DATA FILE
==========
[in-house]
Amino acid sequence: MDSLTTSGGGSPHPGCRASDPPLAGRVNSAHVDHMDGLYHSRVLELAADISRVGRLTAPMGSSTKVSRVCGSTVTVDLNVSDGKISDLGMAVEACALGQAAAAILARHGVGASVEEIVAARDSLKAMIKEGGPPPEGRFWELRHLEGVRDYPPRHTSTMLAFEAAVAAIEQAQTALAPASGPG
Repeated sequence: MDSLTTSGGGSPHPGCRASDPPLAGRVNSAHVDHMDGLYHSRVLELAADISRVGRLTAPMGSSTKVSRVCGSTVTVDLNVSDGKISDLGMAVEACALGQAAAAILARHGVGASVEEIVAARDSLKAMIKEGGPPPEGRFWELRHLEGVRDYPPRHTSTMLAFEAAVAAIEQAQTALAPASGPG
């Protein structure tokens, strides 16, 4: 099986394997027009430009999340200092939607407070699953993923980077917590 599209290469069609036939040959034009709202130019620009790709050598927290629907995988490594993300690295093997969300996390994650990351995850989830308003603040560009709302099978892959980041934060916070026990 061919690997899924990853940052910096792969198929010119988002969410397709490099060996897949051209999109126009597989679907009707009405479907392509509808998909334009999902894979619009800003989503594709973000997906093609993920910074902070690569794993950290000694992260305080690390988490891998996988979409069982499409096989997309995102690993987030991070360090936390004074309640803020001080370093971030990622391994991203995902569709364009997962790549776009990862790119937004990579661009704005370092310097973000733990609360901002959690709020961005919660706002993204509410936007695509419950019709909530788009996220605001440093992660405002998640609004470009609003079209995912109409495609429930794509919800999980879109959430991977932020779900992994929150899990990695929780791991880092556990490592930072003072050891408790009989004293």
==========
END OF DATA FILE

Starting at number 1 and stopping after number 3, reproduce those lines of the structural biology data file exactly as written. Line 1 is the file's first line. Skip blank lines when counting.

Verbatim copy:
[in-house]
Amino acid sequence: MDSLTTSGGGSPHPGCRASDPPLAGRVNSAHVDHMDGLYHSRVLELAADISRVGRLTAPMGSSTKVSRVCGSTVTVDLNVSDGKISDLGMAVEACALGQAAAAILARHGVGASVEEIVAARDSLKAMIKEGGPPPEGRFWELRHLEGVRDYPPRHTSTMLAFEAAVAAIEQAQTALAPASGPG
Repeated sequence: MDSLTTSGGGSPHPGCRASDPPLAGRVNSAHVDHMDGLYHSRVLELAADISRVGRLTAPMGSSTKVSRVCGSTVTVDLNVSDGKISDLGMAVEACALGQAAAAILARHGVGASVEEIVAARDSLKAMIKEGGPPPEGRFWELRHLEGVRDYPPRHTSTMLAFEAAVAAIEQAQTALAPASGPG